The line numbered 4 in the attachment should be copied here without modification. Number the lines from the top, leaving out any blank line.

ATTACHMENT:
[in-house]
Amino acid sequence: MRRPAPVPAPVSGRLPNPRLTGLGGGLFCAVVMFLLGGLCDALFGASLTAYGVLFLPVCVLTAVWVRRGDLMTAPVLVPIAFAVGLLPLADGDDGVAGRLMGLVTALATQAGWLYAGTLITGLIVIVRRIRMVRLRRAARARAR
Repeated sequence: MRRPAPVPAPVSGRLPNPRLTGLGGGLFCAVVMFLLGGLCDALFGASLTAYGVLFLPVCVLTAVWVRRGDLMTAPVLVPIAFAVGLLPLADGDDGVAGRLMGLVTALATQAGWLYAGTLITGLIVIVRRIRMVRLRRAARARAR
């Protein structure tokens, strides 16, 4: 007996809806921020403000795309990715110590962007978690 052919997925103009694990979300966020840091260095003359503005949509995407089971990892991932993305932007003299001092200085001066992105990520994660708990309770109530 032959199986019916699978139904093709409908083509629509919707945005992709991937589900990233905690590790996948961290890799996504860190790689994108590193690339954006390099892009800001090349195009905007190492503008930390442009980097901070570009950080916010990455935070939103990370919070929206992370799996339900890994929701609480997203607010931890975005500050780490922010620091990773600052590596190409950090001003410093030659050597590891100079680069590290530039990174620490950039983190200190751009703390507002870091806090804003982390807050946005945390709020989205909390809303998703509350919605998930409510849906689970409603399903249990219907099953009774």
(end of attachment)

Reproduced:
């Protein structure tokens, strides 16, 4: 007996809806921020403000795309990715110590962007978690 052919997925103009694990979300966020840091260095003359503005949509995407089971990892991932993305932007003299001092200085001066992105990520994660708990309770109530 032959199986019916699978139904093709409908083509629509919707945005992709991937589900990233905690590790996948961290890799996504860190790689994108590193690339954006390099892009800001090349195009905007190492503008930390442009980097901070570009950080916010990455935070939103990370919070929206992370799996339900890994929701609480997203607010931890975005500050780490922010620091990773600052590596190409950090001003410093030659050597590891100079680069590290530039990174620490950039983190200190751009703390507002870091806090804003982390807050946005945390709020989205909390809303998703509350919605998930409510849906689970409603399903249990219907099953009774």